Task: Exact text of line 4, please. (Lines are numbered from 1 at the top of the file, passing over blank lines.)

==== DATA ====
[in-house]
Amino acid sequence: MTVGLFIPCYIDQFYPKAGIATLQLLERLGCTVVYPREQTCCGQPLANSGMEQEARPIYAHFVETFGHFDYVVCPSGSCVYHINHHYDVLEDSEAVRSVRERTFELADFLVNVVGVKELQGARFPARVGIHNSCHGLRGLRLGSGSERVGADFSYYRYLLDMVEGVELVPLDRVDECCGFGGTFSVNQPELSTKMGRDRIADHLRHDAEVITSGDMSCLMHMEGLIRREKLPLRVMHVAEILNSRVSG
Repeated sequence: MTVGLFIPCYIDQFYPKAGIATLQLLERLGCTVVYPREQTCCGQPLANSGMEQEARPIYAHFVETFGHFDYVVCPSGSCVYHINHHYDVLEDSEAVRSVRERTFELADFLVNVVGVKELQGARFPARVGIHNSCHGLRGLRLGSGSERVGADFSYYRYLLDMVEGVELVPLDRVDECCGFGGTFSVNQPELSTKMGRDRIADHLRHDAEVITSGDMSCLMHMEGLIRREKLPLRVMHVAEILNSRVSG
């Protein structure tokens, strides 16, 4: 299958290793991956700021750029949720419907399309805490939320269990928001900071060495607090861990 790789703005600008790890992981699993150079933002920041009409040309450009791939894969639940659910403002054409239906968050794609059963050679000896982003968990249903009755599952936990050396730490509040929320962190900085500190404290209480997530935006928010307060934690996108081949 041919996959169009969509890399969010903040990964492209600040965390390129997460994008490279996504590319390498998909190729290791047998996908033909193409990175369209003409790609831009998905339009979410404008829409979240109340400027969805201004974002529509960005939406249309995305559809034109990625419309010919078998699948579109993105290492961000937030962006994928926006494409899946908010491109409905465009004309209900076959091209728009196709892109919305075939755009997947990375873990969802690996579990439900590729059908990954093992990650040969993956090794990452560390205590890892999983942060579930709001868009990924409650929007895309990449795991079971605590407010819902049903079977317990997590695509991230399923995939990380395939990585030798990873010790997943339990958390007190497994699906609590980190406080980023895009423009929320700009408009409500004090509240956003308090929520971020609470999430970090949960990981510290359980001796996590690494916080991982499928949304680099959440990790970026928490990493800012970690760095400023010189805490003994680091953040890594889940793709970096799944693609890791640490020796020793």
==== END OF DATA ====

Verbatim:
């Protein structure tokens, strides 16, 4: 299958290793991956700021750029949720419907399309805490939320269990928001900071060495607090861990 790789703005600008790890992981699993150079933002920041009409040309450009791939894969639940659910403002054409239906968050794609059963050679000896982003968990249903009755599952936990050396730490509040929320962190900085500190404290209480997530935006928010307060934690996108081949 041919996959169009969509890399969010903040990964492209600040965390390129997460994008490279996504590319390498998909190729290791047998996908033909193409990175369209003409790609831009998905339009979410404008829409979240109340400027969805201004974002529509960005939406249309995305559809034109990625419309010919078998699948579109993105290492961000937030962006994928926006494409899946908010491109409905465009004309209900076959091209728009196709892109919305075939755009997947990375873990969802690996579990439900590729059908990954093992990650040969993956090794990452560390205590890892999983942060579930709001868009990924409650929007895309990449795991079971605590407010819902049903079977317990997590695509991230399923995939990380395939990585030798990873010790997943339990958390007190497994699906609590980190406080980023895009423009929320700009408009409500004090509240956003308090929520971020609470999430970090949960990981510290359980001796996590690494916080991982499928949304680099959440990790970026928490990493800012970690760095400023010189805490003994680091953040890594889940793709970096799944693609890791640490020796020793």